Designing Engineering Organizations - Jacob Kaplan-Moss

I have often read about Conway’s Law. But never really understood it at practical level. This post by Jacob explains it well. It also provides a good framework on how to structure teams.

The guiding principle here is that Conway’s Law is inescapable – you ship your org chart. And, wherever possible, you should optimize for delivery. In other words: design your organization to match what you want to ship.


Generally, product-aligned teams deliver better products more rapidly. Again, Conway’s Law is inescapable; if delivering a new feature requires several teams to coordinate, you’ll struggle compared to an org where a single team can execute on a new feature.

It is very common structure the teams by skillsets. That is the first intuition. But the whole post advices on having teams which are integrated. Teams which are responsible for shipping a particular feature or product. The team should have a frontend designer as well as a backend one.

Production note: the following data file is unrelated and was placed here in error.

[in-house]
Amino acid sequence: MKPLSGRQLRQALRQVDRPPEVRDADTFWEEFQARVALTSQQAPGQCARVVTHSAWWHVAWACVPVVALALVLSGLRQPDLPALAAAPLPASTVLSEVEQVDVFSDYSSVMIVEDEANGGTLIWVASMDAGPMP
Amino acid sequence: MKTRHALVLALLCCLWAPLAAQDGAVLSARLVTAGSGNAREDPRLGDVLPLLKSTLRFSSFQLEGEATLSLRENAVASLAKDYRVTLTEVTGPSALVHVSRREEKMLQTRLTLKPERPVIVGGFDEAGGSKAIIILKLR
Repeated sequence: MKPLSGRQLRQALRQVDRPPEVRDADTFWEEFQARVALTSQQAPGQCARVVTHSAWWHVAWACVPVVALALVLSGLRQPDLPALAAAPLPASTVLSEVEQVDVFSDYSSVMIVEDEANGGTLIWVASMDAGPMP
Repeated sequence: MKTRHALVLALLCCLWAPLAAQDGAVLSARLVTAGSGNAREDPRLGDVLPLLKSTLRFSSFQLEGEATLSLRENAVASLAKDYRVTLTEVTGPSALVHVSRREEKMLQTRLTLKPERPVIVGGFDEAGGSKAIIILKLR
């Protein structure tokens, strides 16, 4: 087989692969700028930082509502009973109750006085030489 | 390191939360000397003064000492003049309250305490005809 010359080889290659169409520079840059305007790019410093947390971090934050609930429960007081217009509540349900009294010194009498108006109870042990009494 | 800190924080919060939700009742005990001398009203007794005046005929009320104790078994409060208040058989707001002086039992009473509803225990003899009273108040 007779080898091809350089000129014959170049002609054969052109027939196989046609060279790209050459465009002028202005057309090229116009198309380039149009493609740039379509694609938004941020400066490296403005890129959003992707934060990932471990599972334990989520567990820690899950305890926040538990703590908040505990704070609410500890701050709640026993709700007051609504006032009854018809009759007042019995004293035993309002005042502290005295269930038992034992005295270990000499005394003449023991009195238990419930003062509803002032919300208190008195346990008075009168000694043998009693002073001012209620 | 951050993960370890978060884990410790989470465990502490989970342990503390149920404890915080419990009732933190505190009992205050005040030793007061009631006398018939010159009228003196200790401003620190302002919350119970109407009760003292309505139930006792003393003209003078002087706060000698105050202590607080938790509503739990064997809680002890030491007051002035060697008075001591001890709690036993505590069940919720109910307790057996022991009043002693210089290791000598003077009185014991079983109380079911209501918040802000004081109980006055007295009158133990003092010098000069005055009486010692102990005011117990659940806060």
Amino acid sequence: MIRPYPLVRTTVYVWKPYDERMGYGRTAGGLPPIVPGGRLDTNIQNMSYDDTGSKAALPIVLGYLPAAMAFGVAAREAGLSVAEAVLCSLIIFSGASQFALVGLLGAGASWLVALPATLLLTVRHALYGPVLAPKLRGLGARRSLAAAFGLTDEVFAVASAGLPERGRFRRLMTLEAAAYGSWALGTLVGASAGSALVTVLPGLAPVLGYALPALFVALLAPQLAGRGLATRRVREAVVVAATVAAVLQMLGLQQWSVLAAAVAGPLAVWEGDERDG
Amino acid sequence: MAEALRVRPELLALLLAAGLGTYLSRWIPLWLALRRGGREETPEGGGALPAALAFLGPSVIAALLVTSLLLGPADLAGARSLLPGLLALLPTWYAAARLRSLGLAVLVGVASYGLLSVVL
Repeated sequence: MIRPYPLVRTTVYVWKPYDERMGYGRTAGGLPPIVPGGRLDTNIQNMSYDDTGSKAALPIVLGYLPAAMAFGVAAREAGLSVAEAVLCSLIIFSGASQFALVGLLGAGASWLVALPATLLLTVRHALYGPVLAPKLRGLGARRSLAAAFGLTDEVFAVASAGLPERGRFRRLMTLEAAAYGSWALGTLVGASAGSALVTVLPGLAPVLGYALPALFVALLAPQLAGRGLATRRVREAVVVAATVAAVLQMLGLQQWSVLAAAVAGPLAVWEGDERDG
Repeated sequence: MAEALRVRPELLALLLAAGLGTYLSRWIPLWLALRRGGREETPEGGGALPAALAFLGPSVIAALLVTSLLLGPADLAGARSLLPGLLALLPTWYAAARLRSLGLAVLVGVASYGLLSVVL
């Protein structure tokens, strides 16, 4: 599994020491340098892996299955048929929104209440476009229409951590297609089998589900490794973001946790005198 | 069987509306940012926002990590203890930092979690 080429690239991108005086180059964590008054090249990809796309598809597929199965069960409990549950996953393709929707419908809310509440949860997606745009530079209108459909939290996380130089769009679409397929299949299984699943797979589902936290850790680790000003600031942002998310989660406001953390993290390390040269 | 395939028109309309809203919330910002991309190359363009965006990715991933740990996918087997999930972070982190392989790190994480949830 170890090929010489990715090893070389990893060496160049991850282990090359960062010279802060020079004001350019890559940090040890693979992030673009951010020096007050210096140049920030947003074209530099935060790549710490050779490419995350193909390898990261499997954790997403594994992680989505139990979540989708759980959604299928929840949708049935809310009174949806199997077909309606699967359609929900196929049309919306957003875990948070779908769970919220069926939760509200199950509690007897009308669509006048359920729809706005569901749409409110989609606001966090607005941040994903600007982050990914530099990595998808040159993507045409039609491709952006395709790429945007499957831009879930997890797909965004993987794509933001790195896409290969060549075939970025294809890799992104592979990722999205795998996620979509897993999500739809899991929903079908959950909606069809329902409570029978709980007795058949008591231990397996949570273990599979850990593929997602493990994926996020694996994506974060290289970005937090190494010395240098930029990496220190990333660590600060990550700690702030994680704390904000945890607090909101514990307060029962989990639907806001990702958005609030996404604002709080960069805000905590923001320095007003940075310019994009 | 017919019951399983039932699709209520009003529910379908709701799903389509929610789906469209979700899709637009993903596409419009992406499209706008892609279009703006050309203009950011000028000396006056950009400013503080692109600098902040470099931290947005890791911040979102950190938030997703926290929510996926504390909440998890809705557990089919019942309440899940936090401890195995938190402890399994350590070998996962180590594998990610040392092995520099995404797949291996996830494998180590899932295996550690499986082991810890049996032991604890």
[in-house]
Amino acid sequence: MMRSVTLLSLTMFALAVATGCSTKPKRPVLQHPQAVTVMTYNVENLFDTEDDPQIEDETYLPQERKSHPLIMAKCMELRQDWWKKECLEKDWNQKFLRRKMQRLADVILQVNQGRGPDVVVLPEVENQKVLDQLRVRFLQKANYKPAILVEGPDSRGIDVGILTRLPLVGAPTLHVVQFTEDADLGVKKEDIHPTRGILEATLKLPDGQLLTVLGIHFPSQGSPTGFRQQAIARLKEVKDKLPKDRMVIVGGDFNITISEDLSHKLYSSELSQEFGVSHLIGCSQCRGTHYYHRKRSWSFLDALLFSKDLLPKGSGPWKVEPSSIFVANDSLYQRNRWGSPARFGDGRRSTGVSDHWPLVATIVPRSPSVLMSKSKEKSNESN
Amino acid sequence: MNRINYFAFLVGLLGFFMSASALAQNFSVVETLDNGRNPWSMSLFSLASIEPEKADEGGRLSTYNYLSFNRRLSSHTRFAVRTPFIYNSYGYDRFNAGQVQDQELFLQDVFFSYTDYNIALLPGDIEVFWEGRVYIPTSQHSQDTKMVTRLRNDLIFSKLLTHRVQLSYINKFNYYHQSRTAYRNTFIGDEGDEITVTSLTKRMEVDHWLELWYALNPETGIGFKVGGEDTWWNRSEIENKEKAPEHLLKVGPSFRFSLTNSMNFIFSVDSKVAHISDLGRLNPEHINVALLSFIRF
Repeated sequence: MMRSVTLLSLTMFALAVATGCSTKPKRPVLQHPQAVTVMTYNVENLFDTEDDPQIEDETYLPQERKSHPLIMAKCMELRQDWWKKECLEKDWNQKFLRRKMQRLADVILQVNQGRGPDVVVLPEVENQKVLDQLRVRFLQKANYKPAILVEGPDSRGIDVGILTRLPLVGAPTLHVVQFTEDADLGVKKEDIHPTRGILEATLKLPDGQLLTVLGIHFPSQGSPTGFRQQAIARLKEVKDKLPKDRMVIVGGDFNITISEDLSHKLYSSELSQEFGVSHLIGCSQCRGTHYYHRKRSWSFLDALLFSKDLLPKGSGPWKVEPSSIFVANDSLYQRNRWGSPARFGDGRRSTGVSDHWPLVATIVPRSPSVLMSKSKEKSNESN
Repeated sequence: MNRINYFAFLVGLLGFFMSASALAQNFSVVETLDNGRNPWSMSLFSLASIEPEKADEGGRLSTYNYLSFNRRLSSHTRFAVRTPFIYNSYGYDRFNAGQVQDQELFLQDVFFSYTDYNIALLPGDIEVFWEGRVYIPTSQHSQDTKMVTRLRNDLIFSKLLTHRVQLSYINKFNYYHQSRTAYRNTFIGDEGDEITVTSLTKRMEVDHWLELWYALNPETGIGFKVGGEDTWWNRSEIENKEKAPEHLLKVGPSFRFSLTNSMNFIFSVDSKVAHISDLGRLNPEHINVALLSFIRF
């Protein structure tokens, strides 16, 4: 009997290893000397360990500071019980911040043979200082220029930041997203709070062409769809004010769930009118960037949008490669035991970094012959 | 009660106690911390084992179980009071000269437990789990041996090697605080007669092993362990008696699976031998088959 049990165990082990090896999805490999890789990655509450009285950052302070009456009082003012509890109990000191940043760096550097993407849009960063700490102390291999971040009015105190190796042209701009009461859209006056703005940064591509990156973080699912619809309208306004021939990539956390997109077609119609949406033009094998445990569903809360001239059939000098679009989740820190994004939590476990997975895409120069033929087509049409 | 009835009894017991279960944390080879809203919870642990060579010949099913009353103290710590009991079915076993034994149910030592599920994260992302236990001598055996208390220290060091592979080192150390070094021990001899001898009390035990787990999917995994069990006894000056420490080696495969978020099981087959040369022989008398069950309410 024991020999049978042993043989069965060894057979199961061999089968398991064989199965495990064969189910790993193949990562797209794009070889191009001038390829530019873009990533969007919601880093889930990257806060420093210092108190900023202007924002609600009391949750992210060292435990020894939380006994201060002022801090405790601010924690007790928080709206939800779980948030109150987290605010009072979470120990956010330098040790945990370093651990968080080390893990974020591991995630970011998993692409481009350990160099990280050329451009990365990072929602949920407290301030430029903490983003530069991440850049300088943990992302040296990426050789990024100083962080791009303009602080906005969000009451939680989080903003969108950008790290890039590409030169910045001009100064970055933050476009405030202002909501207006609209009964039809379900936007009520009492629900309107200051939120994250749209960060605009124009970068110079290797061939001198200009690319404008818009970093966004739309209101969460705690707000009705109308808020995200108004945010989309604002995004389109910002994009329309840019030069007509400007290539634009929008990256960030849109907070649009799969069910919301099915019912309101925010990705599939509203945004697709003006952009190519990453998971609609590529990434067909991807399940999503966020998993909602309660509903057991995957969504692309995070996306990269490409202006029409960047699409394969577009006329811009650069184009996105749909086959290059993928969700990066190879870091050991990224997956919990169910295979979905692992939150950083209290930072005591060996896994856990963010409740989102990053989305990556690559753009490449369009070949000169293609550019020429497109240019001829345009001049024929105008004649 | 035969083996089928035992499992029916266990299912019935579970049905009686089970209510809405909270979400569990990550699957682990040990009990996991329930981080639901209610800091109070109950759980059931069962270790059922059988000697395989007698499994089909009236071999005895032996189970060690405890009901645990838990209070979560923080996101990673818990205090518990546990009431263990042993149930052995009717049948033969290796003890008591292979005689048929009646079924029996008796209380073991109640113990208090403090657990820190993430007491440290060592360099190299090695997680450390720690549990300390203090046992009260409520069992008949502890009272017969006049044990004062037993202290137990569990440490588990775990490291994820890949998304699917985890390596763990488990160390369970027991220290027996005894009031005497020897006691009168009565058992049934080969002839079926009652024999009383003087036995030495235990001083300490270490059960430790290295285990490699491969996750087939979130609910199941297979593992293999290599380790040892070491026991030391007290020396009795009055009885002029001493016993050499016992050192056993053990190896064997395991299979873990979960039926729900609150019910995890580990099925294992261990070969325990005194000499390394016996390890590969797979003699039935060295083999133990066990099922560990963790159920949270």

Organizations are trying to optimize for delivery, and having one team – including its manager – wholely responsible for delivery is highly effective. Skills-aligned teams can struggle with actually shipping: when they miss deadlines it can be easier to point fingers at some other team than accept responsibility.


If you’re trying to optimize for delivery, then stable, multi-disciplinary, and product-aligned should the principles that guide how you form teams. There are reasons (some of them good) to deviate from these principles, but the tradeoff will always be that it’ll be more difficult to ship.
Pratyush Mittal @pratyush